The underlying mechanism of luminescent quenching by Fe3+ ion might be due to following three aspects. The first, the powder XRD pattern of the Eu0.47Tb0.53-CTP-COOH PVA film after incorporating Fe3+ ion was consistent with that of the as-prepared sample, and thus the collapse of the framework structure could be ruled out (Fig. 4d). The second, very fast response time and recoverable ability indicate that the luminescent quenching cannot be ascribed to the cations exchange, which were further confirmed by the powder XRD (Supplementary Fig. 31). The powder XRD peaks of the Eu0.47Tb0.53-CTP-COOH PVA film incorporated with different metal ions have no obvious changes as compared with the original one, indicating that the framework of the Ln-MOFs was not changed during the sensing process. The last, the competitive energy absorption between Fe3+ ion and organic ligand CTP-COOH was another possible reason for this phenomenon55, 56. There might be a competitive energy absorption process between ligand CTP-COOH and Fe3+ ion in aqueous solution when the excitation spectra between the donor and receptor have a certain degree of overlap. Thus, the UV–visible (Vis) spectra of Fe3+ ion and other tested metal ions were examined, and the corresponding spectra are shown in Supplementary Fig. 32. The obvious spectral overlap between the absorption spectrum of Fe3+ ion and the excitation spectrum of Eu0.47Tb0.53-CTP-COOH was observed, suggesting that the excited energy can be effectively absorbed by Fe3+ ion to decrease the energy transfer efficiency from ligand CTP-COOH to the Eu3+/Tb3+ ions for the luminescent quenching57. The UV–Vis spectra of other metal ions in aqueous solution showed only slight overlap with the excitation spectrum of Eu0.47Tb0.53-CTP-COOH. Moreover, the fluorescence lifetime of Eu0.47Tb0.53-CTP-COOH before and after the addition of Fe3+ ion presented no obvious change, demonstrating that the luminescent quenching process belongs to a static mechanism, and there is no energy transfer within the Eu0.47Tb0.53-CTP-COOH-Fe3+ system (Supplementary Fig. 33).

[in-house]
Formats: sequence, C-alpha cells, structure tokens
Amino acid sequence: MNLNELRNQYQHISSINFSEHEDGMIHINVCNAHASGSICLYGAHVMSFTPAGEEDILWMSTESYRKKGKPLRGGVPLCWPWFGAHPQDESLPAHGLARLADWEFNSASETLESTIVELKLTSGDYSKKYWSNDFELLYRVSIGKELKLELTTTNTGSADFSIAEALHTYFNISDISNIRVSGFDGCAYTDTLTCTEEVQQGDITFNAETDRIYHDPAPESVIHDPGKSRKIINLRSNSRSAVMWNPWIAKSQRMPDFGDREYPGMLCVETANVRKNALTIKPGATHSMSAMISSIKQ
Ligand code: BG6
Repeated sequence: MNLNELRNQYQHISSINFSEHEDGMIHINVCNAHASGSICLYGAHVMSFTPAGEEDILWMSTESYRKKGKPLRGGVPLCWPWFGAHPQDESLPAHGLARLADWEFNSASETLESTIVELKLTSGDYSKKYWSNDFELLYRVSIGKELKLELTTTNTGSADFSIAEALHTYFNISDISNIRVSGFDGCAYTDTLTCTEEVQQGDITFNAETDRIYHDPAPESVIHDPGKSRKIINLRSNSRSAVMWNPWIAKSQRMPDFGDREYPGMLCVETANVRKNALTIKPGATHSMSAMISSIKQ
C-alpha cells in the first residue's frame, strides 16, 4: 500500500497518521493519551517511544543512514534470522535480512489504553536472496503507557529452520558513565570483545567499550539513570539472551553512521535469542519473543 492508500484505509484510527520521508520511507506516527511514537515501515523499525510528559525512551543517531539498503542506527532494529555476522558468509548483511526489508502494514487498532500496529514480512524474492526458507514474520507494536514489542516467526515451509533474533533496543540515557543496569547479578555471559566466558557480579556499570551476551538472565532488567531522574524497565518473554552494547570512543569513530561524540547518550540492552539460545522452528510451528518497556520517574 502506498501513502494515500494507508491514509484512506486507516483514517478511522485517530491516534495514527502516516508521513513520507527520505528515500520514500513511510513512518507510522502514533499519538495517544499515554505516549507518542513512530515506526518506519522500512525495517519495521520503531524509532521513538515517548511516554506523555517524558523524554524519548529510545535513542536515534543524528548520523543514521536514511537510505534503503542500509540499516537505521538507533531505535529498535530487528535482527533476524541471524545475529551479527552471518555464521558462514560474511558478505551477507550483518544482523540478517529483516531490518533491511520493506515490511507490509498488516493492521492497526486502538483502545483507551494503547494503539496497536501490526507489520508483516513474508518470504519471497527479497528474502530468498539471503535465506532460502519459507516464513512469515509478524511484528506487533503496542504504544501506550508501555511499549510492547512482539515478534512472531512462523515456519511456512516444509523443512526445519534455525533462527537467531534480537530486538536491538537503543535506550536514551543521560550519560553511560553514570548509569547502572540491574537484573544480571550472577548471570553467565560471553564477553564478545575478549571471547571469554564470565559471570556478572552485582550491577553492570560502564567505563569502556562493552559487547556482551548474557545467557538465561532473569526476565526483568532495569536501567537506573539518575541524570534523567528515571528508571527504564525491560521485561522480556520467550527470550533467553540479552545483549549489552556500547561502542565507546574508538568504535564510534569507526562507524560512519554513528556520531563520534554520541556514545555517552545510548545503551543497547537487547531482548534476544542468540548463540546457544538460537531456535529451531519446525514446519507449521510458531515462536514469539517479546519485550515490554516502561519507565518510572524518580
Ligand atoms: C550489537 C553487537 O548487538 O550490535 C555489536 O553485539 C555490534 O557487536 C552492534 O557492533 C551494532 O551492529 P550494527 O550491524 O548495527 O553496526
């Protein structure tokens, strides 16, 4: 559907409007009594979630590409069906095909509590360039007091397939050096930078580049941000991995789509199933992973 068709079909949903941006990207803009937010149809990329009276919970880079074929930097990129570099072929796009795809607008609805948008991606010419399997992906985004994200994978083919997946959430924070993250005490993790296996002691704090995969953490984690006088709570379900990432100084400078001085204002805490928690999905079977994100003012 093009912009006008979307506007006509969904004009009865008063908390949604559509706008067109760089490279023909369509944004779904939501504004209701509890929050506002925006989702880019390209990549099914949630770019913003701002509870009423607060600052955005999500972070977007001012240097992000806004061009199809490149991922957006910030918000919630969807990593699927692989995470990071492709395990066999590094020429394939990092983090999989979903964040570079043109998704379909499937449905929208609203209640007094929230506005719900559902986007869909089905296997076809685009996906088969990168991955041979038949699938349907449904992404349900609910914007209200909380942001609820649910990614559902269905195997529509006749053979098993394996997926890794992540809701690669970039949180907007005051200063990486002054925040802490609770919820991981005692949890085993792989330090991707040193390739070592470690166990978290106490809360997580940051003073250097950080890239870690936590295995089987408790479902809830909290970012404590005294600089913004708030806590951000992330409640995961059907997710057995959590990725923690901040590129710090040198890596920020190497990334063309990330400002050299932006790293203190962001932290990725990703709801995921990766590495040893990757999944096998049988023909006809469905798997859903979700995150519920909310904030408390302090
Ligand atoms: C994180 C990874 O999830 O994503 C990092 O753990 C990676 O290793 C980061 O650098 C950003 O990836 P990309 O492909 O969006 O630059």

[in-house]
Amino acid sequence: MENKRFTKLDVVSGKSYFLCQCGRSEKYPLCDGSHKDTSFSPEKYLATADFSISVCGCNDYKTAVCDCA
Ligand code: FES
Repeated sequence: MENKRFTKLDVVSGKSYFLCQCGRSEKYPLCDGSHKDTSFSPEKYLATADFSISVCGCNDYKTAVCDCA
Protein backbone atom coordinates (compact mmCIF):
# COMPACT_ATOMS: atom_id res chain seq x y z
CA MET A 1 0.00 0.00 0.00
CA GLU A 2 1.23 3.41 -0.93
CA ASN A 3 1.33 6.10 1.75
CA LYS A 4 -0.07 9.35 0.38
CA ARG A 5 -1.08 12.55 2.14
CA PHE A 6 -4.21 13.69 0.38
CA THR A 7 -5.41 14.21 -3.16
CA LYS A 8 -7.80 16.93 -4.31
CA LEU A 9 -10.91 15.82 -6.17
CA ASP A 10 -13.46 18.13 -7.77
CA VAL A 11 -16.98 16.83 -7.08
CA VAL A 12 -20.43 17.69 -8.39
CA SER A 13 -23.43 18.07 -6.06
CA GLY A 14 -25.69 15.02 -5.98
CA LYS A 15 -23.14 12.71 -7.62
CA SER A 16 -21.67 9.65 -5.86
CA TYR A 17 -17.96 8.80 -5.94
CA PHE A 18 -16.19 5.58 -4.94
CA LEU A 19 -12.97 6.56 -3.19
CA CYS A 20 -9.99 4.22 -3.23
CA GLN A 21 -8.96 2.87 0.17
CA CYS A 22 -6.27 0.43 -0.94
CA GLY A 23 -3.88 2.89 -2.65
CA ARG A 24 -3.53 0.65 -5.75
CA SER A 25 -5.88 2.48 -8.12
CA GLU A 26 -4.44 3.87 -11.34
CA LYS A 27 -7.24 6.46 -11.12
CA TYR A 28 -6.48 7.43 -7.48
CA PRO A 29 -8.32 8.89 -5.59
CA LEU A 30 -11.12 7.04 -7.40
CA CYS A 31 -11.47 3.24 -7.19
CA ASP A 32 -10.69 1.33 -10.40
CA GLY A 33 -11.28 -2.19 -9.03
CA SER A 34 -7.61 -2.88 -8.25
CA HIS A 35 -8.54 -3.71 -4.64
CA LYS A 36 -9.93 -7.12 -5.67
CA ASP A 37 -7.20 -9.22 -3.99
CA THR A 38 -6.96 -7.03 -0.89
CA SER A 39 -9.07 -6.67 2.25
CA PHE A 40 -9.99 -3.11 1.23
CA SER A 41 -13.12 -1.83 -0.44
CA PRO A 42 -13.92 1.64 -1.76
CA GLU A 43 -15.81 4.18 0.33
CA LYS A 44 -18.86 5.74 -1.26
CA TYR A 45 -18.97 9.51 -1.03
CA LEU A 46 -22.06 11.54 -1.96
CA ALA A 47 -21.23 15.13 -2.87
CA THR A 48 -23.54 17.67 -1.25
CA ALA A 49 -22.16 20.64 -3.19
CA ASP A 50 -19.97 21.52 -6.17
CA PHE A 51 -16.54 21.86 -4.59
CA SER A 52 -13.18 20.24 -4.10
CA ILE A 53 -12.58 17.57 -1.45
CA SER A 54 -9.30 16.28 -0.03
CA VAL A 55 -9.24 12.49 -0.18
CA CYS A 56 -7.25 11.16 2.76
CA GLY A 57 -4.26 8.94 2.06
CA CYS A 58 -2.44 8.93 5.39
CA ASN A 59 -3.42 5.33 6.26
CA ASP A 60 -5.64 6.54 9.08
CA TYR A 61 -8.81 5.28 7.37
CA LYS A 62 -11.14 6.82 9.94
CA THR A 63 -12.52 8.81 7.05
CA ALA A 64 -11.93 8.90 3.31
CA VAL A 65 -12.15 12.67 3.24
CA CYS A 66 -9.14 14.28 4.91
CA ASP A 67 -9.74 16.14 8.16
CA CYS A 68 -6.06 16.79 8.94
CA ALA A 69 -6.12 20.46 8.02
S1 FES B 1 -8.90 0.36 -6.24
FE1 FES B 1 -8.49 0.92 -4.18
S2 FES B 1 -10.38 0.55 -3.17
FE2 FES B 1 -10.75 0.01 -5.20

VOC decoding in vapor